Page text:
The Argentine National Securities Commission (CNV) has announced its intention to issue new regulations to guide the local virtual currency industry in the country.
The CNV’s plan to issue new rules stemmed from a national reform of anti-money laundering laws being deliberated by Argentinian lawmakers. If the proposed reforms scale the legislative hurdles, the CNV would wield wider powers in controlling the virtual currency industry.
The securities watchdog has been making preemptive moves since the start of the month with a plan to consult key stakeholders in Argentina’s virtual currency industry. A public consultation is expected to be in place in the coming months, with the CNV looking to borrow inspiration from other jurisdictions.
“The worst-case scenario is a regulation that cannot be implemented,” a CNV source said.
The pining for a robust legal regime for the local virtual currency is linked to the demands of the Financial Action Task Force (FATF) for member countries. According to the Financial Action Task Force’s (FATF) Guidance for a Risk-Based Approach to Virtual Assets and Virtual Asset Service Providers (VASPs), member countries are expected to step up their anti-money laundering (AML) rules to prevent terrorist financing and drug trafficking.
The CNV confirmed that the FATF will be making a comprehensive evaluation of the Argentine financial system in 2024, hoping it will comply with the organization’s guidelines.
Argentina’s proposed bill will require virtual asset operators in the country to set up tighter internal structures to protect user funds even during the occurrence of black swan events.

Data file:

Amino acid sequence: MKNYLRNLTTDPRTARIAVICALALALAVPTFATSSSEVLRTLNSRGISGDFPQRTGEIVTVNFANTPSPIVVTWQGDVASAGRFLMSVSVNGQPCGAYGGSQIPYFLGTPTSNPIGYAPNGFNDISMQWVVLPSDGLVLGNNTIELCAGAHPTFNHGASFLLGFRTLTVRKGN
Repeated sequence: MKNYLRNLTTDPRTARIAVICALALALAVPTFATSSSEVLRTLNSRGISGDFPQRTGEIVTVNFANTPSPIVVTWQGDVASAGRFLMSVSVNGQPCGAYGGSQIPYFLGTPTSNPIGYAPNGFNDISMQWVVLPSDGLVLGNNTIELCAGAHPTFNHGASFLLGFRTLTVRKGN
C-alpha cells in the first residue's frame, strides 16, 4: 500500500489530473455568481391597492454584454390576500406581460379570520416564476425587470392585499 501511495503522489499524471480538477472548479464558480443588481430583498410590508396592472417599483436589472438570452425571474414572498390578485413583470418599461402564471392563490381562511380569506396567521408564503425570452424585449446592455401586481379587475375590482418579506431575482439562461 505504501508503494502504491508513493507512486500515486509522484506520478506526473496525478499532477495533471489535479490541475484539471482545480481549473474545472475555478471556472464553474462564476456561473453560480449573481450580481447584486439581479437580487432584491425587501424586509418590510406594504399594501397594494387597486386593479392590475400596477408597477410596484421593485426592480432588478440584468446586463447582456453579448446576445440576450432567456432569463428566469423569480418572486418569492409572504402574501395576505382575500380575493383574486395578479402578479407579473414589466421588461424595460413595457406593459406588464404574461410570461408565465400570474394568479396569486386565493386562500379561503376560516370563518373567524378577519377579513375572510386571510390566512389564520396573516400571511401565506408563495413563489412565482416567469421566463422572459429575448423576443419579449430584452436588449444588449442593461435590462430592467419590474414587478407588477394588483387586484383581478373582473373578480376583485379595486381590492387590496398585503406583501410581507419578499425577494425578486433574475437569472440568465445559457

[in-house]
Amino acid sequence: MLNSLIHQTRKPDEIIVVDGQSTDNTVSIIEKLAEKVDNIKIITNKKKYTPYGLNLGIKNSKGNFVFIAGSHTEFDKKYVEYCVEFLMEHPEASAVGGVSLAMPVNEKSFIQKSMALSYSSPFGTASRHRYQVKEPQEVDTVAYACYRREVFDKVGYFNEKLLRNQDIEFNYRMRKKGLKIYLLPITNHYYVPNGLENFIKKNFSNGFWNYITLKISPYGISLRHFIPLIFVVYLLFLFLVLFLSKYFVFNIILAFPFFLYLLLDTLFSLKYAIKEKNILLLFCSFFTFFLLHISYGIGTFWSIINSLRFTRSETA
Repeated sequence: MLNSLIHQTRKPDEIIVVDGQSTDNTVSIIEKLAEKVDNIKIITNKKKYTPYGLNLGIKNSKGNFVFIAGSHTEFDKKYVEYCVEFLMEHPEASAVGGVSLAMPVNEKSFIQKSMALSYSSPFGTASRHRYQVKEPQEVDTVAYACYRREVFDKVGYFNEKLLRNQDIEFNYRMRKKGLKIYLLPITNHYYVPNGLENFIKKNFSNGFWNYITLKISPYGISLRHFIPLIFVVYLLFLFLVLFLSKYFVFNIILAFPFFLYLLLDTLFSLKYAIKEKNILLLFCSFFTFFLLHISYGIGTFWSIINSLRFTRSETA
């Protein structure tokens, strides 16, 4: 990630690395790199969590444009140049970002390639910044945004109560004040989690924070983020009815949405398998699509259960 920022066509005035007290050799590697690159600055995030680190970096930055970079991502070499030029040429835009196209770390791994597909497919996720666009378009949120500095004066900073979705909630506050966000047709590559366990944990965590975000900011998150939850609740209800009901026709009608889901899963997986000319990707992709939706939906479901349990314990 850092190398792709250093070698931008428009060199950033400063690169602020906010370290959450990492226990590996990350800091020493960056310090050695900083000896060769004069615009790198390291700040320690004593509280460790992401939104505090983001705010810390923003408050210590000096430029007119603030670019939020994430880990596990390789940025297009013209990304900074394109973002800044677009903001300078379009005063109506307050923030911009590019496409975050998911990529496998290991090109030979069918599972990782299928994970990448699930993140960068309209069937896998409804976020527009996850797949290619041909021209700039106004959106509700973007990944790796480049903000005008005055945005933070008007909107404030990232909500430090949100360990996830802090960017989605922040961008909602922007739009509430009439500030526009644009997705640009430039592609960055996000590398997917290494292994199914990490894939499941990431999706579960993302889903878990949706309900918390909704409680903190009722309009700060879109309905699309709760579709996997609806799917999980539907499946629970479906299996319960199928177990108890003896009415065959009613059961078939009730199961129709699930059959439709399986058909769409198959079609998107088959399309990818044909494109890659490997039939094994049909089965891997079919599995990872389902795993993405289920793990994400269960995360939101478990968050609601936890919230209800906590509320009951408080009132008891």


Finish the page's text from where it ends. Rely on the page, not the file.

Rising adoption levels lure in the taxman
Amid rising adoption levels for virtual currencies in the country, Argentina’s Ministry of Economy has drafted a new bill to incentivize citizens to declare their holdings in exchange for discounted tax rates.
Under the bill, virtual asset holders that disclose their holdings within 90 days of its application would be required to pay a 2.5% tax instead of the usual 15%. Aside from digital assets, the bill also applies to shares, real estate, and funds in foreign bank accounts.
Argentina came in 13th place in Chainalysis’ Global Adoption Index for virtual currencies, fuelled by galloping double-digit inflation and difficult cross-border payment options.
In other news, after enjoying months of relatively cheap electricity, regulators began cracking down on the local digital asset mining industry. The country’s main tax body spearheaded 70 raids that resulted in the arrests of over 40 persons suspected of running illegal mining operations.
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